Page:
After waiting for it to finish, we install the libraries by typing

sudo ./bjam install

And then we wait some more...

Finally after it is installed we can continue to try and install pyOpenCL.

Note: openCL unfortunately is not supported on my mac (Mac OS X 10.5.8 Leopard) and no amount of wishing will make it so :( However hopefully you are able to install this package (pyOpenCL) using Linux or Windows, or even Snow Leopard. Good luck!

Thursday, July 29, 2010

Using Canvas in Firefox and Safari for Graphics in your Browser

Using the Canvas Tag

About the Canvas Tag

The canvas tag is a 2d "canvas" that can be used to draw various vector shapes. It has a fully integrated javascript API. It somewhat resembles the graphical aspects of flash. Since adobe and flash have taken some flack lately, we begin to wonder what is the future of web graphics programming APIs? Apple seems to be in a space where they want to drop support for flash. (See iPad discussions). A lot of people are behind this movement. Another example is android, which does support flash, however many people are reporting that performance is bad.

Why Not Use the Canvas Tag?

Well, we can't replace flash with canvas. Flash has many other aspects such as full networking libraries, native video playback, audio, etc. Some of these things are coming along as separate modules for each browser but since there is no unified front on these modules, it seems to be lagging behind in terms of features, and even being available in the first place.

Another problem is we are not seeing much support for canvas using internet explorer (one of the most widely used browsers at the moment). Firefox, Safari, Chrome and Opera all fully support it.

Personally I would like to see canvas more widely used. And I think market forces may give it a bit of a push in the near future.

Demonstration of using the canvas tag. Works in Firefox and Safari

Hi Everyone,

Today I am going to demonstrate the use of the canvas tag in order to output graphics. Here is our template we will use in order to get started. This is a short script that will draw a circle at coordinates 200, 200 with a radius of 50. Below that is this code at work. It should be drawing a large blue circle if its working properly.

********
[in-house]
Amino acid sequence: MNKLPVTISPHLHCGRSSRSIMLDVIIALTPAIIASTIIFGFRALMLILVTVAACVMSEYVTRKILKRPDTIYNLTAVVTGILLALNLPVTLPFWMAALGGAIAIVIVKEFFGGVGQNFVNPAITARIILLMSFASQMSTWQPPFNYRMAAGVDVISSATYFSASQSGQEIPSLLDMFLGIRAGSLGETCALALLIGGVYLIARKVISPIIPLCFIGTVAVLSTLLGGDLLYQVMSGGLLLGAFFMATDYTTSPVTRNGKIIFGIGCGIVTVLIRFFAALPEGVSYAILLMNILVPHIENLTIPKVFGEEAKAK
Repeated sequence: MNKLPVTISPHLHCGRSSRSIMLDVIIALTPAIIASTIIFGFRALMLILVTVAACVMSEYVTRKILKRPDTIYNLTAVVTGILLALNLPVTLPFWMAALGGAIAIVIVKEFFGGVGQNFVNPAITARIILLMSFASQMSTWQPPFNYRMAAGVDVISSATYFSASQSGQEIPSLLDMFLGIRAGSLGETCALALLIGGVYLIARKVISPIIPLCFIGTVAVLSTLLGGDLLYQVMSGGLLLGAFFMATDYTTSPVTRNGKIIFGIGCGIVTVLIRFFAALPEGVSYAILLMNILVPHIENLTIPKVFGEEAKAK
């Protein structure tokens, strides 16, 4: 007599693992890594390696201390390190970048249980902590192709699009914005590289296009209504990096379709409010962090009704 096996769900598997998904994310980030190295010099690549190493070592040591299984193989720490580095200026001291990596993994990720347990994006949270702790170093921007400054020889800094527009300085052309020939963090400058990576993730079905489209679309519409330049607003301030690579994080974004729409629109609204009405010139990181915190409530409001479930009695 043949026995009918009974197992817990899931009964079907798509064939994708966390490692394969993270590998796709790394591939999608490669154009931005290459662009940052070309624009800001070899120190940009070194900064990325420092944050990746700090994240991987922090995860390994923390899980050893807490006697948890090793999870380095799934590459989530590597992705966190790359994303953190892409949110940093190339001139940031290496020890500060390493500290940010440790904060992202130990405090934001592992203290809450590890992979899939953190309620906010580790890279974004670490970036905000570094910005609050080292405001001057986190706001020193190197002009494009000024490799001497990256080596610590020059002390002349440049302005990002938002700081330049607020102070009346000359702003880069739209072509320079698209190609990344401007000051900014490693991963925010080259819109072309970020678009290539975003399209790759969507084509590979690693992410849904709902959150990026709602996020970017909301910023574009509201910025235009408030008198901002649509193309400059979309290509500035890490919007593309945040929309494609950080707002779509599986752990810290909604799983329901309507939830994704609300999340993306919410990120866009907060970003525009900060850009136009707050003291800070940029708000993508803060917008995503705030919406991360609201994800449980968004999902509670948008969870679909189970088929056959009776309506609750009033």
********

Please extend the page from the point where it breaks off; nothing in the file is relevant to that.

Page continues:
<title>Canvas Test</title>

<script type="application/javascript">
var ctx = null;

function draw() {
//get our canvas element
var canvas = document.getElementById("canvas");
//create our context
ctx = canvas.getContext("2d");
//set out fill color, red = 0, green = 0, blue = 200, alpha = 0.5
ctx.fillStyle = "rgba(0, 0, 200, 0.5)";
//begin our arc
//draw an arc, starting at 200, 200. 50 radius, angle starts at 0, and continues to 360 degrees (a cicle), and uses counter clockwise (false)
ctx.arc(200, 200, 50, 0, (Math.PI/180)*360, false);
//end our path
//fill in the result



<body onload="draw()">
body {
margin: 0px;
padding: 0px;
canvas {
border: solid 1px;
<canvas width="800" height="600" id="canvas"></canvas>

Here is the example at work:

Please leave your comments below!

Wednesday, June 23, 2010

Lambda functions in Python

Using lambda functions in python. Defining a lambda function

Lambda functions in python can be somewhat confusing. Here is a brief introduction

Lambda functions are handy functions that can be defined in 1 line, and thrown away afterwards. Here is a small example of what the syntax for a normal function looks like, and what the syntax for a lambda function looks like:

def f(x): return x * x

And here is the same function using the lambda syntax:

f = lambda x : x * x

Lambda functions really come in handy when used with python functions such as filter(), map() and reduce(). Here are some examples.

First we have filter. It will return a copy of a list where the function you pass returns True. This example will return only even numbers (because any number mod 2 will be equal to 0 if it is even).

array = [1, 2, 3, 4, 5, 6] #create an array of integers
print filter(lambda x: x % 2 == 0, array)


[2, 4, 6] # a list containing all even numbers